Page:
196. Buddy Collette / Live from the Nation's Capital (2000)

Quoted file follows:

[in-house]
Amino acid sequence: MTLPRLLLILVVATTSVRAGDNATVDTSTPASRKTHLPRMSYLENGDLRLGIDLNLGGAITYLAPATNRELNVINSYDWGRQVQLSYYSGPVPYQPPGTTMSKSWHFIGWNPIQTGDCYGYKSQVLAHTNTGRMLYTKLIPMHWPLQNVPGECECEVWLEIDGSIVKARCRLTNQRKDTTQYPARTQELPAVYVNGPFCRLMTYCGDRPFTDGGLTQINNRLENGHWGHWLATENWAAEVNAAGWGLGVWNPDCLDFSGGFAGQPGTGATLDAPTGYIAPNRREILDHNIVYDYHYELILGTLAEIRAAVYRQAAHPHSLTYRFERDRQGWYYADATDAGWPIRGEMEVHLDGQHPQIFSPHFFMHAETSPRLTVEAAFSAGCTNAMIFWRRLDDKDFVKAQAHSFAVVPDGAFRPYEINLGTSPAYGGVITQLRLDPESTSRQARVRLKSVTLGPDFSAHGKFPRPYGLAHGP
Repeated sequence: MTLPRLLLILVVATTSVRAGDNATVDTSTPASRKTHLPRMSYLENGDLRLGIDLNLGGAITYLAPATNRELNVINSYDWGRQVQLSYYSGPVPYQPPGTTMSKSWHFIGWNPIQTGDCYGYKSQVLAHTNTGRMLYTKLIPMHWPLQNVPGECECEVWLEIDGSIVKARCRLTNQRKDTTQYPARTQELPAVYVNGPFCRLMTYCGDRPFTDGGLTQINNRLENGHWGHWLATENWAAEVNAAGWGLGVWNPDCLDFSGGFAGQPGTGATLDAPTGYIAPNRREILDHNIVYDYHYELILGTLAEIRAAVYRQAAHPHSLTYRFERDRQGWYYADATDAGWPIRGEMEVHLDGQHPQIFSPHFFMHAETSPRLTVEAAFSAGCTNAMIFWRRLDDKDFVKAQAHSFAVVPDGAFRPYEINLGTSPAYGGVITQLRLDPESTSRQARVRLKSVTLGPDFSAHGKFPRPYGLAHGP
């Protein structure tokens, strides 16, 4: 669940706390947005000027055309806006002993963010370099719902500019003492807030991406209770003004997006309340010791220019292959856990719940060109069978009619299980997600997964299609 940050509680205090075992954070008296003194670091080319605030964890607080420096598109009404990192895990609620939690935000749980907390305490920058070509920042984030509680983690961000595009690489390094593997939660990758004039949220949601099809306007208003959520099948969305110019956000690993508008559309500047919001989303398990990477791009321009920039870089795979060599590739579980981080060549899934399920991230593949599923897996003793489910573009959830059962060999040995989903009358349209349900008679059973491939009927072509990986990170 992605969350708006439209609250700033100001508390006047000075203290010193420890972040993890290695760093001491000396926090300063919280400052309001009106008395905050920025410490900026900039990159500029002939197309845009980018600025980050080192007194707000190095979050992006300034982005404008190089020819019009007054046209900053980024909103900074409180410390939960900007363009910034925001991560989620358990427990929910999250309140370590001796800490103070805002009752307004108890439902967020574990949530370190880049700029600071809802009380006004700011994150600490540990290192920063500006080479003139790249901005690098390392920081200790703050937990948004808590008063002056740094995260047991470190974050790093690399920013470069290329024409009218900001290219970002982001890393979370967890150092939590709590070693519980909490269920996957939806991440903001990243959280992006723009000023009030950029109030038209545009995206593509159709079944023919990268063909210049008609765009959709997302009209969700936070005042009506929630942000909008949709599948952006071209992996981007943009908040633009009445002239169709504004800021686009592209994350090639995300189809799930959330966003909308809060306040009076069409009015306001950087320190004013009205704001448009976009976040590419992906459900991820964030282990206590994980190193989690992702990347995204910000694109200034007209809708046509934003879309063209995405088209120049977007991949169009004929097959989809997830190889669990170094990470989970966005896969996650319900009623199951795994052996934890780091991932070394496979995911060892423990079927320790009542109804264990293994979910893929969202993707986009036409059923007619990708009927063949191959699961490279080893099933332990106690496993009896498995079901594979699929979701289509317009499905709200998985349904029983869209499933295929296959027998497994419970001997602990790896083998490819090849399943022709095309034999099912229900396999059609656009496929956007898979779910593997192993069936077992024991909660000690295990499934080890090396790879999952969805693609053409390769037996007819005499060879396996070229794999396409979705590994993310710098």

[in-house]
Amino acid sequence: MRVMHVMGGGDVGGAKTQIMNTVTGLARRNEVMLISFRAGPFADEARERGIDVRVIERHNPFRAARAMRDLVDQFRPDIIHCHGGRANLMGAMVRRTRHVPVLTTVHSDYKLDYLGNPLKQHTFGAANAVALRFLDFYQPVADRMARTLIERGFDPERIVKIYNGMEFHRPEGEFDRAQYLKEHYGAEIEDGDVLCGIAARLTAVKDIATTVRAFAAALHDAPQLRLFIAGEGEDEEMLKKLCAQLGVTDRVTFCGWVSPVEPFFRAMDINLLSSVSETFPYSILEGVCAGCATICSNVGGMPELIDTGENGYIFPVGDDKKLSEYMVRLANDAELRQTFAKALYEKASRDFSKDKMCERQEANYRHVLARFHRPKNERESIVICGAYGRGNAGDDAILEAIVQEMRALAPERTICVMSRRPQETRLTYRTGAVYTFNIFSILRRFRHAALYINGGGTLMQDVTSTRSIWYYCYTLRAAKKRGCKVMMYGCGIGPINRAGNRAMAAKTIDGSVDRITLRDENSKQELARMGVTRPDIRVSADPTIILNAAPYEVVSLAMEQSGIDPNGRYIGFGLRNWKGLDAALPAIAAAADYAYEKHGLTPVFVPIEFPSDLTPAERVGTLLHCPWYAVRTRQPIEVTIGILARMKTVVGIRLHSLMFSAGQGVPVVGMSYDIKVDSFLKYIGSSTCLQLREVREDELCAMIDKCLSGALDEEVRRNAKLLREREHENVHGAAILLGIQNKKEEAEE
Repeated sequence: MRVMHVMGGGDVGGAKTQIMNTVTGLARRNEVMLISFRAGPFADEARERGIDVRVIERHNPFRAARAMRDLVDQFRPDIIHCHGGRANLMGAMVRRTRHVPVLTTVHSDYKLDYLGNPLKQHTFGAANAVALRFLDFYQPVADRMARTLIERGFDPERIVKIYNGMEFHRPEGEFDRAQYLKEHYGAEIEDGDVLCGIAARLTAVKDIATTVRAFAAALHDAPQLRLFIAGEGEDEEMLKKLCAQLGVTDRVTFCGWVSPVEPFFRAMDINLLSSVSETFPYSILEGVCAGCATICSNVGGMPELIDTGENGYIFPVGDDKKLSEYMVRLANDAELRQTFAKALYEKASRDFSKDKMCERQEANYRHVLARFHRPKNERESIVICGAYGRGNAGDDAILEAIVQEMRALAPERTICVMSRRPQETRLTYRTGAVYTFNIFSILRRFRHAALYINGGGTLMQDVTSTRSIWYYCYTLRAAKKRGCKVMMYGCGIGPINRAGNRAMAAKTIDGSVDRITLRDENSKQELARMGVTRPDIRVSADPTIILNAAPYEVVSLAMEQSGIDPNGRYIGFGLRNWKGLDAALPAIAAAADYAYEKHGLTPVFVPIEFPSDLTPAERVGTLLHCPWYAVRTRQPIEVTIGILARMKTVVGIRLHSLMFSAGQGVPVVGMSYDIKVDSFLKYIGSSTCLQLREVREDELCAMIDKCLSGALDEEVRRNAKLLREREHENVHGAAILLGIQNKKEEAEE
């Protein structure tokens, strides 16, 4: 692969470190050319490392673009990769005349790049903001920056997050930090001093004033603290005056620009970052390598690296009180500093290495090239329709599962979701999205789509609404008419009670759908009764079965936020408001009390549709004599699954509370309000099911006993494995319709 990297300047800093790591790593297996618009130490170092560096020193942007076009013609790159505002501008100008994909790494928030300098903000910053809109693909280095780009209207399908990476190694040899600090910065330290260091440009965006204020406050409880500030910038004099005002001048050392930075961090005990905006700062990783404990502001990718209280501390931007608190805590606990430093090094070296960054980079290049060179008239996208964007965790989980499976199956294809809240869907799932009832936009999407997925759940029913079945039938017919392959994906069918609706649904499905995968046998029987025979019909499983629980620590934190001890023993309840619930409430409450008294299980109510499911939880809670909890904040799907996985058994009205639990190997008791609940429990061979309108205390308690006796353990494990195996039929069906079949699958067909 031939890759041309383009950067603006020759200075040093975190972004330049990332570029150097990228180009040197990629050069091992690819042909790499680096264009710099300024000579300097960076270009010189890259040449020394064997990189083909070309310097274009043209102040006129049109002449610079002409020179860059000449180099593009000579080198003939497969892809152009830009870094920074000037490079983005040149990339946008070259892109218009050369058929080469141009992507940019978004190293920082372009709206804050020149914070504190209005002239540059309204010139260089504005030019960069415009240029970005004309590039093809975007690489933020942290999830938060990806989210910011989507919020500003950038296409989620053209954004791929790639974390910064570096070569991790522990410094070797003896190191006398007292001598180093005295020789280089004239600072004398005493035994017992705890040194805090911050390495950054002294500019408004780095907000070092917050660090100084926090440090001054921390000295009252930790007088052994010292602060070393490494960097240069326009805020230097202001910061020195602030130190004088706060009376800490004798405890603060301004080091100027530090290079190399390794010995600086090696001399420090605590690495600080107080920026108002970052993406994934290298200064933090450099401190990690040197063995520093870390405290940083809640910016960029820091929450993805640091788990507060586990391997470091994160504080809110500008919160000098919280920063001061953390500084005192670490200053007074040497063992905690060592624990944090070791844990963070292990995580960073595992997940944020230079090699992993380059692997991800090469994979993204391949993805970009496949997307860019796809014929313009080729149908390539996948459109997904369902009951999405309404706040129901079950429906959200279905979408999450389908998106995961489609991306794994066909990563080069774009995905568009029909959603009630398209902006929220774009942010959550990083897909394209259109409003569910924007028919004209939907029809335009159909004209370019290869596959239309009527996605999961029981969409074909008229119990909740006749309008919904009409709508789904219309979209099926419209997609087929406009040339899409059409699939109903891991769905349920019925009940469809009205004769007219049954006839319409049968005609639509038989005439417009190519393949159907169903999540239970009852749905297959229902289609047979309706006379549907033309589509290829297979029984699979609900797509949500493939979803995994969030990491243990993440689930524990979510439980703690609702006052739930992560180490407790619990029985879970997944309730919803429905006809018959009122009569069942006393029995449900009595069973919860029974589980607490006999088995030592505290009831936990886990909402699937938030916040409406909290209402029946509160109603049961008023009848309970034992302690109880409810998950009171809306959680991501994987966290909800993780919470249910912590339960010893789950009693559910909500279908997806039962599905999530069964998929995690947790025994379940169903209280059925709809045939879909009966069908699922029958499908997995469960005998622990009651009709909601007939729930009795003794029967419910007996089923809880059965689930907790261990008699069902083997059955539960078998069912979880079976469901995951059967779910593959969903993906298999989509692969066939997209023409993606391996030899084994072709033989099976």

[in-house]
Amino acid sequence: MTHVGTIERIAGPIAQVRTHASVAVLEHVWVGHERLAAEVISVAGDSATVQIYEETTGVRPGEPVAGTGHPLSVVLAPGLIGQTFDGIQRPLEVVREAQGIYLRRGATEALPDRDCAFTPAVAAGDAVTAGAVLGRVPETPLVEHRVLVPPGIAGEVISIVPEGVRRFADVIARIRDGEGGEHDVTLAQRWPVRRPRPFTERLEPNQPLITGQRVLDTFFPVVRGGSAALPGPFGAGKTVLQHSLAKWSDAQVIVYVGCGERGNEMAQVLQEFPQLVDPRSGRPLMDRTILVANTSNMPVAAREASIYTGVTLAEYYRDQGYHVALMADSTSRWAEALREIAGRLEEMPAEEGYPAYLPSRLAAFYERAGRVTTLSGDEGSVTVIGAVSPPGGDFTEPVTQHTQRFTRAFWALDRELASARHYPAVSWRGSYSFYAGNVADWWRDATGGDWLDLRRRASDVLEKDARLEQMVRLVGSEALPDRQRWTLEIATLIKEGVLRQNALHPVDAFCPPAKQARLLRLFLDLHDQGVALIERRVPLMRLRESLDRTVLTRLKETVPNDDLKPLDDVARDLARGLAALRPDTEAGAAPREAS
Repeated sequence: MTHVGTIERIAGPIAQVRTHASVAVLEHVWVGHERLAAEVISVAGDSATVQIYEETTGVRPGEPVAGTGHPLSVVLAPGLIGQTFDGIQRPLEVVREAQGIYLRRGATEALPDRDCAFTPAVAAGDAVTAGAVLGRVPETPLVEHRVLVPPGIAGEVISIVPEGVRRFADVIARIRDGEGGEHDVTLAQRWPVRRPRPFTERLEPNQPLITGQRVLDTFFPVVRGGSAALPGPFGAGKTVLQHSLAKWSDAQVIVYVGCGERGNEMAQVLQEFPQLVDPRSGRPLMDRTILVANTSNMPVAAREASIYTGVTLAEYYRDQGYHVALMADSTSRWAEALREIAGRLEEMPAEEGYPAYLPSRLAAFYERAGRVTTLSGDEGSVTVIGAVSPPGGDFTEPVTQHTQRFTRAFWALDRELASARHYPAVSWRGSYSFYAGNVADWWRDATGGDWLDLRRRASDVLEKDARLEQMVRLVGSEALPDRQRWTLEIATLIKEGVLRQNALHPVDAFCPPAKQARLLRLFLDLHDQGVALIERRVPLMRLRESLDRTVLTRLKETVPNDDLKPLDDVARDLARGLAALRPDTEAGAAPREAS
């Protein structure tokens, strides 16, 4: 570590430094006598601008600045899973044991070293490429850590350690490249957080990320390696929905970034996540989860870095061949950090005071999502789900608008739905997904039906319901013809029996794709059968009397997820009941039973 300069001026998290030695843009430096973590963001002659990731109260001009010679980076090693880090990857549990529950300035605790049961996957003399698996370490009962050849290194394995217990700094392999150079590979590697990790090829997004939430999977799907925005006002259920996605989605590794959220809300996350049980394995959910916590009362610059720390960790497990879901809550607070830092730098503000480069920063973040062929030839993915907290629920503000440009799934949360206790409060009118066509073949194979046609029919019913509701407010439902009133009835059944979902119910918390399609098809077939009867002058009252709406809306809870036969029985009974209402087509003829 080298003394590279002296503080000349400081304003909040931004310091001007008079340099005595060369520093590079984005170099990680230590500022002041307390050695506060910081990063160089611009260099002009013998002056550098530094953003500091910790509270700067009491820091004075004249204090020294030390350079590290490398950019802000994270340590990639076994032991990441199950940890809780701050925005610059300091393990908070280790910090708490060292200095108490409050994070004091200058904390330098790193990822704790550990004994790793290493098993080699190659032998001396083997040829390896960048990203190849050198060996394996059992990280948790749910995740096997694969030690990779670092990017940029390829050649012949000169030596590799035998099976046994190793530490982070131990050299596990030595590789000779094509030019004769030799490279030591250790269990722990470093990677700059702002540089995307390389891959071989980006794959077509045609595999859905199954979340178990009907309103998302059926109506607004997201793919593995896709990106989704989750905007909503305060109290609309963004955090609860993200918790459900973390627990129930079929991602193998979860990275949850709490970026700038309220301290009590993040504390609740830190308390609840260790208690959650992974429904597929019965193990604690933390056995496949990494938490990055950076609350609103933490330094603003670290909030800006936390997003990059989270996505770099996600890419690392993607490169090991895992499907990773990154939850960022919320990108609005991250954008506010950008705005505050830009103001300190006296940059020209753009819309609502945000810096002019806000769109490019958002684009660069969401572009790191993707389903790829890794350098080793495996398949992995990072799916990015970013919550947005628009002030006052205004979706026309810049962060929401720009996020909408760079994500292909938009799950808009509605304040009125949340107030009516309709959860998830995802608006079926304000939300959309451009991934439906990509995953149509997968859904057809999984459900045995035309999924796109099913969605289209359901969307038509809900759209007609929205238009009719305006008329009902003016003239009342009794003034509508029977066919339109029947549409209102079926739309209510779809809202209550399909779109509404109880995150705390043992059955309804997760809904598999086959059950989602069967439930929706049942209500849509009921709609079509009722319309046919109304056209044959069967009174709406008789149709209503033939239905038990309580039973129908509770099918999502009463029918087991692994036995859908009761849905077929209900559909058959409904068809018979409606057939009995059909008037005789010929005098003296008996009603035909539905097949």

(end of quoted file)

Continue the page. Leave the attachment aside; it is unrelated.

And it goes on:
Buddy Collette was an originator on the West Coast jazz scene. He cofounded the Chico Hamilton Quintet and devoted his time to education, as well as composing and performing. This live disc from 2000 captures a Collette program for the ages, and its disparate contents cover the arc of his career. Performance and audio production are slick, typical of groups billed on the national stage. There is a lot to enjoy. Professionalism aptly describes the soloists, who play snappy, expressive lines that don't disrupt the cascading harmonies. Arrangements are by several including Collette. No matter the arranger, though, the playlist is unified by breaking the group into combos, building tension, and using the whole ensemble for bursts of energized dramatics. Nothing new under sun as far as big band goes (Gerald Wilson or Sam Rivers orchs are more my style) but the infectious bounce on tracks like "Mr. and Mrs. Goodbye" hold a warm sentimentality for a bygone era while others, like the Afro-Cuban rhythm of "Andre" or improvs on "Blues #4" keep the pace and make good use of variety. Live from the Nation's Capital isn't the most essential big band record in my collection, but it offers a lot of good stuff and demonstrates (in a very straight way) the wide array of styles that Collette worked in throughout his career.